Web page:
The Advanced Photon Source (APS) will be a third-generation synchrotron radiation (SR) user facility in the hard x-ray regime (10--100 keV). The design objectives for the 7-GeV storage ring include a positron beam natural emittance of 8 x 10 -9 m-rad at an average current of 100 mA. Proposed methods for measuring the transverse and longitudinal profiles will be described. Additionally, a research and development effort using an rf gun as a low-emittance source of electrons for injection into the 200- to 650-MeV linac subsystem is underway. This latter system is projected to produce electron beams with a normalized, rms emittance of ∼2 π mm-mrad at peak currents of near one hundred amps. This interesting characterization problem will also be briefly discussed. The combination of both source types within one laboratory facility will stimulate the development of diagnostic techniques in these parameter spaces

  16. X-ray microprobe characterization of materials: the case for undulators on advanced storage rings

    International Nuclear Information System (INIS)

    Sparks, C.J. Jr.

    1984-01-01

    The unique properties of X rays offer many advantages over electrons and other charged particles for the microcharacterization of materials. X rays are more efficient in exciting characteristic X-ray fluorescence and produce higher fluorescent signals to backgrounds than obtained with electrons. Detectable limits for X rays are a few parts per billion and are 10 -3 to 10 -5 less than for electrons. Energy deposition in the sample by X rays is 10 -3 to 10 -4 less than for electrons for the same detectable concentration. High-brightness storage rings, especially in the 6 GeV class with undulators, will be approximately 10 3 brighter in the X-ray energy range from 5 keV to 35 keV than existing storage rings and provide for X-ray microprobes that are as bright as the most advanced electron probes. Such X-ray microprobes will produce unprecedented low levels of detection in diffraction, EXAFS, Auger, and photoelectron spectroscopies for both chemical characterization and elemental identification. These major improvements in microcharacterization capabilities will have wide-ranging ramifications not only in materials science but also in physics, chemistry, geochemistry, biology, and medicine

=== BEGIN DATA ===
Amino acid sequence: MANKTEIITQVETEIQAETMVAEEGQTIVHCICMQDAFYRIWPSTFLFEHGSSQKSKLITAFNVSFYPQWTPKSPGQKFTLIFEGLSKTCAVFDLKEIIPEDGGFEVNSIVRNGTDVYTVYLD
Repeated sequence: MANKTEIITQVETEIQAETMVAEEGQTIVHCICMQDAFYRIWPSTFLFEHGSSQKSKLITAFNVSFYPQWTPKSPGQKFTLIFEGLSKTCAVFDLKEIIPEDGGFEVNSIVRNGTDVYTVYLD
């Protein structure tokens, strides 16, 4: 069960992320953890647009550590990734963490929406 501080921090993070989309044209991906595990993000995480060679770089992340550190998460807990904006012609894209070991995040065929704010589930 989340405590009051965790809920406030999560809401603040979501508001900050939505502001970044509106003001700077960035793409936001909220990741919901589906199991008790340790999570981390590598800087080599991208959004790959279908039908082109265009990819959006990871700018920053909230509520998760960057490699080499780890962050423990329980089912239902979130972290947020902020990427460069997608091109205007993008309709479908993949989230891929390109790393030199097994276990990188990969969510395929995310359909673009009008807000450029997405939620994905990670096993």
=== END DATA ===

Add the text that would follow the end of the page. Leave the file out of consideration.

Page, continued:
17. Man/machine interface algorithm for advanced delayed-neutron signal characterization system

    International Nuclear Information System (INIS)

    Gross, K.C.

    1985-01-01

    The present failed-element rupture detector (FERD) at Experimental Breeder Reactor II (EBR-II) consists of a single bank of delayed-neutron (DN) detectors at a fixed transit time from the core. Plans are currently under way to upgrade the FERD in 1986 and provide advanced DN signal characterization capability that is embodied in an equivalent-recoil-area (ERA) meter. The new configuration will make available to the operator a wealth of quantitative diagnostic information related to the condition and dynamic evolution of a fuel breach. The diagnostic parameters will include a continuous reading of the ERA value for the breach; the transit time, T/sub tr/, for DN emitters traveling from the core to the FERD; and the isotopic holdup time, T/sub h/, for the source. To enhance the processing, interpretation, and display of these parameters to the reactor operator, a man/machine interface (MMI) algorithm has been developed to run in the background on EBR-II's data acquisition system (DAS). The purpose of this paper is to describe the features and implementation of this newly developed MMI algorithm

  18. New advanced characterization tools for PW-class lasers (Conference Presentation)

    Science.gov (United States)

    Quéré, Fabien

    2017-05-01

    distortions that can affect such beams [3]. This new measurement capability opens the way to in-depth characterization and optimization of ultra-intense lasers and ultimately to the advanced control of relativistic motion of matter with femtosecond laser beams structured in space-time.

  19. Advanced Characterization Techniques for Silicon Carbide and Pyrocarbon Coatings on Fuel Particles for High Temperature Reactors (HTR)

    Energy Technology Data Exchange (ETDEWEB)